Saturday, March 22, 2014

Further Analysis On Marc Nadon's Appointment

Marc Nadon is, for now at least, out of the picture as far as Canada's Supreme Court is concerned.

Frankly, I know very little about Justice Nadon's beliefs and history as a judge.  I wouldn't be at all surprised if he happened to lean towards Mr. Harper's "hang-em-high" approach to justice - generally speaking Harper is far more prone to basing his appointment decisions on ideology and politics than other Prime Ministers in our history.

However, the Supreme Court's ruling on Nadon's appointment is not about Mr. Nadon or Mr. Harper's views on justice.

The Supreme Court's ruling is very interesting as it went after many of the same issues that I suspect strongly affect Harper's desires to unilaterally amend the Senate.  In effect, in appointing Mr. Nadon, Harper was ignoring a set of rules that had been clearly established for over a century.
The government does not have the authority to amend the Act, wrote six of seven judges, saying "the unanimous consent of Parliament and all provincial legislatures is required for amendments to the Constitution relating to the 'composition of the Supreme Court.'"
Frankly, it comes to me as no great surprise that Mr. Harper and his gang are once again attempting to modify the structure of government without regard for the laws of Canada and the Constitution of this nation.  First, Harper is not a lawyer.  He never has been, nor has he shown any particular interest in coming to understand the finer points of law.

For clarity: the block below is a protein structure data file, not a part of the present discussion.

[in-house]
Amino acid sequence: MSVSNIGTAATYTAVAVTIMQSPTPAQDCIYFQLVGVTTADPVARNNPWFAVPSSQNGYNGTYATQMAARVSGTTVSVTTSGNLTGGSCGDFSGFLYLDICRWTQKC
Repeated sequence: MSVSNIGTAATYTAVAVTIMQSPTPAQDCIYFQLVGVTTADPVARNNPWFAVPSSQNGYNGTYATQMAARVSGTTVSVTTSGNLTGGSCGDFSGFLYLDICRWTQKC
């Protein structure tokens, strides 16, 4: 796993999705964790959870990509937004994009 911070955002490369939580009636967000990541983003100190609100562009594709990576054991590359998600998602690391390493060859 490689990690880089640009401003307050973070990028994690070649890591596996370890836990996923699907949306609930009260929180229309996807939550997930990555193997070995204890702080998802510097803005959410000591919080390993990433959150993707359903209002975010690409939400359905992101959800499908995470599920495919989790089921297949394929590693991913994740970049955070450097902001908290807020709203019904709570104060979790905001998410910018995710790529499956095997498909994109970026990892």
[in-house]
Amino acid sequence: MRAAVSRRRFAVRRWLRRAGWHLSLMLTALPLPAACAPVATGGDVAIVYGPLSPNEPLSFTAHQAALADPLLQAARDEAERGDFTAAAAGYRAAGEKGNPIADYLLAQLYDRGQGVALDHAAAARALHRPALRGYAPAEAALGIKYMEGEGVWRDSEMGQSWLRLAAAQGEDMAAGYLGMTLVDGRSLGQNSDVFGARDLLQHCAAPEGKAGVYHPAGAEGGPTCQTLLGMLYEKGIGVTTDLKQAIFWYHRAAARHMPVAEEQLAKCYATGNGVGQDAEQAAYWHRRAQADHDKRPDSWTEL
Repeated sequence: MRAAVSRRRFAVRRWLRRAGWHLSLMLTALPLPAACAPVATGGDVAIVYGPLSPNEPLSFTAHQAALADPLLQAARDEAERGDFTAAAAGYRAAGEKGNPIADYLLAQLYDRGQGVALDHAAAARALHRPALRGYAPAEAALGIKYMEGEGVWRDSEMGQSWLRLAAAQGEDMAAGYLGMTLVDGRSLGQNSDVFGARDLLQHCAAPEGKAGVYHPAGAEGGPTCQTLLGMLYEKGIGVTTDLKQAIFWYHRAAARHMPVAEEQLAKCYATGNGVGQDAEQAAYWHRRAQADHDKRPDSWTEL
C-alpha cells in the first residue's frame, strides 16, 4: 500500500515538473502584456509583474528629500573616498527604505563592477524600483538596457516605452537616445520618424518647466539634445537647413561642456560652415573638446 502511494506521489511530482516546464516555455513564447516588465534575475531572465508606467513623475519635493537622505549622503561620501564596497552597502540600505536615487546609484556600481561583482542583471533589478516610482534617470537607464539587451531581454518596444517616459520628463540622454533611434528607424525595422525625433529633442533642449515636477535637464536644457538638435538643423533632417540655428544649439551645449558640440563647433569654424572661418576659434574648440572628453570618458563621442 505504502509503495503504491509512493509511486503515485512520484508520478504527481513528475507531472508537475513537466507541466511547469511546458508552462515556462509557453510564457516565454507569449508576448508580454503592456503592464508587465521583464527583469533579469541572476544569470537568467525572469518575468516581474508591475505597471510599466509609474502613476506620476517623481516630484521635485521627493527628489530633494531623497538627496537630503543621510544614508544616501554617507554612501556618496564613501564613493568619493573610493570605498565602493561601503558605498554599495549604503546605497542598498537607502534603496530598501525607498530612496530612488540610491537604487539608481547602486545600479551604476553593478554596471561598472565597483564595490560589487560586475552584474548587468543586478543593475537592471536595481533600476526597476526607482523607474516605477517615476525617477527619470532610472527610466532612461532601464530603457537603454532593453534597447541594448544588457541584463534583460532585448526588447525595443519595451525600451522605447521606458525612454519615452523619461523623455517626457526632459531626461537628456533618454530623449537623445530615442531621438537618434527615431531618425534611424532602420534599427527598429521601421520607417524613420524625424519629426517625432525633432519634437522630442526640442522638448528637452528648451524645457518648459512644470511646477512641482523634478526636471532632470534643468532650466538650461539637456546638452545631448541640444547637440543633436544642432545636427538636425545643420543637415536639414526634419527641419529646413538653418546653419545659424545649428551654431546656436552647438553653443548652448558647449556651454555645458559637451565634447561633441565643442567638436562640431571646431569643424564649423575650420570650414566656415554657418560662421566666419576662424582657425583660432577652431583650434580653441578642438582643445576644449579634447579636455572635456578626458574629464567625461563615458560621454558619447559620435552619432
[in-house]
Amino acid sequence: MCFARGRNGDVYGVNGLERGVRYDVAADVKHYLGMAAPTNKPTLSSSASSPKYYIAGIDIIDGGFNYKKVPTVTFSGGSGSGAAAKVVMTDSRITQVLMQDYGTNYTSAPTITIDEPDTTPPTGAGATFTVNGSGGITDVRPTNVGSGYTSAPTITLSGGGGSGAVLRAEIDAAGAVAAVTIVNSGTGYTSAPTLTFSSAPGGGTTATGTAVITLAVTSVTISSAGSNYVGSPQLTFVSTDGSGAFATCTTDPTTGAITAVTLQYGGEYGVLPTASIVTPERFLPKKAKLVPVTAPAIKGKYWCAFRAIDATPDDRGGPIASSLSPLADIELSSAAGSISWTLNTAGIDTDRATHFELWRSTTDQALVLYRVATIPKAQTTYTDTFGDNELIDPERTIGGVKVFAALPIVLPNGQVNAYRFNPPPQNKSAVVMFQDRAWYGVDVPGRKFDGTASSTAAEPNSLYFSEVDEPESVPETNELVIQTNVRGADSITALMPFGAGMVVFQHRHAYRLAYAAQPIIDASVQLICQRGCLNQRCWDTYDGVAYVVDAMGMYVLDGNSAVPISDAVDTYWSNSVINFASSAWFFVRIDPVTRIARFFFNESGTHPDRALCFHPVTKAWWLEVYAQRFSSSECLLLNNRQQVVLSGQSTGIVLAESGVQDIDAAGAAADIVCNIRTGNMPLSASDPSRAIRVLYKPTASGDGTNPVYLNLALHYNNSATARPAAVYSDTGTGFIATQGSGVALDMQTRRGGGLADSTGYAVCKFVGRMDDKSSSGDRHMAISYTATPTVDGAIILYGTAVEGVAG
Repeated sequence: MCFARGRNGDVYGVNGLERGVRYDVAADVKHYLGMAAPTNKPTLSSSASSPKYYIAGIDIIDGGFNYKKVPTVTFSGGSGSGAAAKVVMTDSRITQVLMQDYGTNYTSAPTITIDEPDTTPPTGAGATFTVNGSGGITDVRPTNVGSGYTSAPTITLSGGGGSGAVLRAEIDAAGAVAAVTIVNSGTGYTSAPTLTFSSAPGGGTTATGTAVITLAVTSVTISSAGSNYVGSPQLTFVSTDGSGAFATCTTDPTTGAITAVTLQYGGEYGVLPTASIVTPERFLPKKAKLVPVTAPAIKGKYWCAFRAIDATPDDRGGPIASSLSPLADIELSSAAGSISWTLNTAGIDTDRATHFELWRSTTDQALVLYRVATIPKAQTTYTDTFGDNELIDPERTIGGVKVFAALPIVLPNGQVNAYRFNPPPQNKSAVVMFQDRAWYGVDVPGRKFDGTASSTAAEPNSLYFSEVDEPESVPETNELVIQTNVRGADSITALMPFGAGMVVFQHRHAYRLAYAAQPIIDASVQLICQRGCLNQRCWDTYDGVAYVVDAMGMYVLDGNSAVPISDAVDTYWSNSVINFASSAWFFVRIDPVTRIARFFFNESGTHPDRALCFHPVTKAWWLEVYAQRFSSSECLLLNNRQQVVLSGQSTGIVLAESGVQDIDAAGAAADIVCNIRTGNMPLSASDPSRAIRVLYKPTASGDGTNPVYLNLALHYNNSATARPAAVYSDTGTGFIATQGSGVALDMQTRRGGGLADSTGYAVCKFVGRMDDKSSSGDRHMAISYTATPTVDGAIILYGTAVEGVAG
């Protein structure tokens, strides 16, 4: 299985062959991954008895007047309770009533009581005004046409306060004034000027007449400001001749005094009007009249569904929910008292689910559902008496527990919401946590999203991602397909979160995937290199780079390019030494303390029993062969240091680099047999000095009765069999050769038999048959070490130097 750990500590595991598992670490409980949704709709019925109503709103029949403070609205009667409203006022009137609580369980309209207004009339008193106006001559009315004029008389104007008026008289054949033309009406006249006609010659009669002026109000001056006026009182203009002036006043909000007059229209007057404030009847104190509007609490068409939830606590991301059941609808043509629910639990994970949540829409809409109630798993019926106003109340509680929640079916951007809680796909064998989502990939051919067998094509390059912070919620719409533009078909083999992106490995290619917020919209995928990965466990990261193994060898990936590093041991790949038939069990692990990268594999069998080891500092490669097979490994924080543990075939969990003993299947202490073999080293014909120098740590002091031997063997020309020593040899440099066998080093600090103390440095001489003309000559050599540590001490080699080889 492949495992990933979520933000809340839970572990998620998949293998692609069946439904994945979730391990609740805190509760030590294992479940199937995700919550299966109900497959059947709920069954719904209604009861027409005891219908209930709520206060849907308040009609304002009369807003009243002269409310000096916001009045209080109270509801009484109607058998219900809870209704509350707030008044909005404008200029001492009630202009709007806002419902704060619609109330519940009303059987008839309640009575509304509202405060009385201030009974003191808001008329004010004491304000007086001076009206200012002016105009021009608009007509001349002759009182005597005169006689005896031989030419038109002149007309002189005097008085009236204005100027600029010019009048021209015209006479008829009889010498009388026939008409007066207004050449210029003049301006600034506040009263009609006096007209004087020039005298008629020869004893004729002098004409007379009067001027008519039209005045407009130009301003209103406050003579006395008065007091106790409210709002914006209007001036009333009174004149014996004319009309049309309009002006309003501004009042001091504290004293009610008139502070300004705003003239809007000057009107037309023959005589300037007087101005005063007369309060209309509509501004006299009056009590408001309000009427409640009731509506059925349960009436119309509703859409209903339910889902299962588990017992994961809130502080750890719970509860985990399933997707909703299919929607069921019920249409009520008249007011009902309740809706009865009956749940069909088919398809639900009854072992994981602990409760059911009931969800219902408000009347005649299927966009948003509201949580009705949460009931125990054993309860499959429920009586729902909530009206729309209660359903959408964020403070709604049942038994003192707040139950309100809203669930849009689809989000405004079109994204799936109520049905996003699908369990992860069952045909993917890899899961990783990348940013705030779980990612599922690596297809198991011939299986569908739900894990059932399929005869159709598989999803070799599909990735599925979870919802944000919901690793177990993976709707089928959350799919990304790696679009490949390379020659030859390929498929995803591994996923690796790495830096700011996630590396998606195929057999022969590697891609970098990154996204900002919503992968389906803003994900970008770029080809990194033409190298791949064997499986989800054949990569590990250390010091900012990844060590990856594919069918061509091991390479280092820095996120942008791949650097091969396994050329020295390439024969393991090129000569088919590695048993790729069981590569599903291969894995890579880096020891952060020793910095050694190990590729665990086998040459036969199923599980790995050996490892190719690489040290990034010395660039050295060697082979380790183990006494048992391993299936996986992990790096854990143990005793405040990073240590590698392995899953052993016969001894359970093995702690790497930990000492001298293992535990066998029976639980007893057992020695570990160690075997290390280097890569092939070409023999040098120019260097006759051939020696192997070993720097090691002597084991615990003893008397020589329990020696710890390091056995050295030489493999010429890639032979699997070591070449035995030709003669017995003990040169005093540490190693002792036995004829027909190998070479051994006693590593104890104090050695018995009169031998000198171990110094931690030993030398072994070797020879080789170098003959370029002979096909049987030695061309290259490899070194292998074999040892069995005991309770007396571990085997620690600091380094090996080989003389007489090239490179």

Second, and more concerning, is that Harper is an ideologue.  His government has repeatedly pushed through laws only to have them struck down by the Supreme Court time and again - often on Constitutional grounds.  He doesn't guide his ministers to legislate effectively and within the framework of Canada's legal systems, but rather is attempting to forge an entirely new system by writing tons of laws and hoping that they stick.

Fundamentally, he's using the same tactics that we see the far right in the United States using - throw tons of obviously ridiculous legislation into the system, and hope that enough manages to survive to fundamentally change the underlying structures beyond recognition.

At this point, I'm beginning to suspect that the first step in undoing the appalling damage that this government is doing to Canada and its legal systems is going to have to be an omnibus bill that rescinds 95% of the legislation pushed through since 2006.  Most of it is unconstitutional, and of the remainder, much of it is just plain cruel and punitive.

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